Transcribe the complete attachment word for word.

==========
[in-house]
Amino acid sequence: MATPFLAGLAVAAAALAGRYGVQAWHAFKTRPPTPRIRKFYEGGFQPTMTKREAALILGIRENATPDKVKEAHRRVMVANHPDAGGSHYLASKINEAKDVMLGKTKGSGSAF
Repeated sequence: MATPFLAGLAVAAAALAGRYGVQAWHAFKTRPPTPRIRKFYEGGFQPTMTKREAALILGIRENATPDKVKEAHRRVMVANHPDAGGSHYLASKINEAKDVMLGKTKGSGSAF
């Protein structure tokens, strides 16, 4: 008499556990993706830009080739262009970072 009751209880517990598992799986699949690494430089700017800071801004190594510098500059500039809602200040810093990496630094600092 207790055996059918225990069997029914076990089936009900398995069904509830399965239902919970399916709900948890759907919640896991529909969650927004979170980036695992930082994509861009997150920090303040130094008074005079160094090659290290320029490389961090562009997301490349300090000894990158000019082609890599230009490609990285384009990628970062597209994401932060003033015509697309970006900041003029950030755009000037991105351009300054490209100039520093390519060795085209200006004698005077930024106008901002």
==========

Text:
[in-house]
Amino acid sequence: MATPFLAGLAVAAAALAGRYGVQAWHAFKTRPPTPRIRKFYEGGFQPTMTKREAALILGIRENATPDKVKEAHRRVMVANHPDAGGSHYLASKINEAKDVMLGKTKGSGSAF
Repeated sequence: MATPFLAGLAVAAAALAGRYGVQAWHAFKTRPPTPRIRKFYEGGFQPTMTKREAALILGIRENATPDKVKEAHRRVMVANHPDAGGSHYLASKINEAKDVMLGKTKGSGSAF
């Protein structure tokens, strides 16, 4: 008499556990993706830009080739262009970072 009751209880517990598992799986699949690494430089700017800071801004190594510098500059500039809602200040810093990496630094600092 207790055996059918225990069997029914076990089936009900398995069904509830399965239902919970399916709900948890759907919640896991529909969650927004979170980036695992930082994509861009997150920090303040130094008074005079160094090659290290320029490389961090562009997301490349300090000894990158000019082609890599230009490609990285384009990628970062597209994401932060003033015509697309970006900041003029950030755009000037991105351009300054490209100039520093390519060795085209200006004698005077930024106008901002």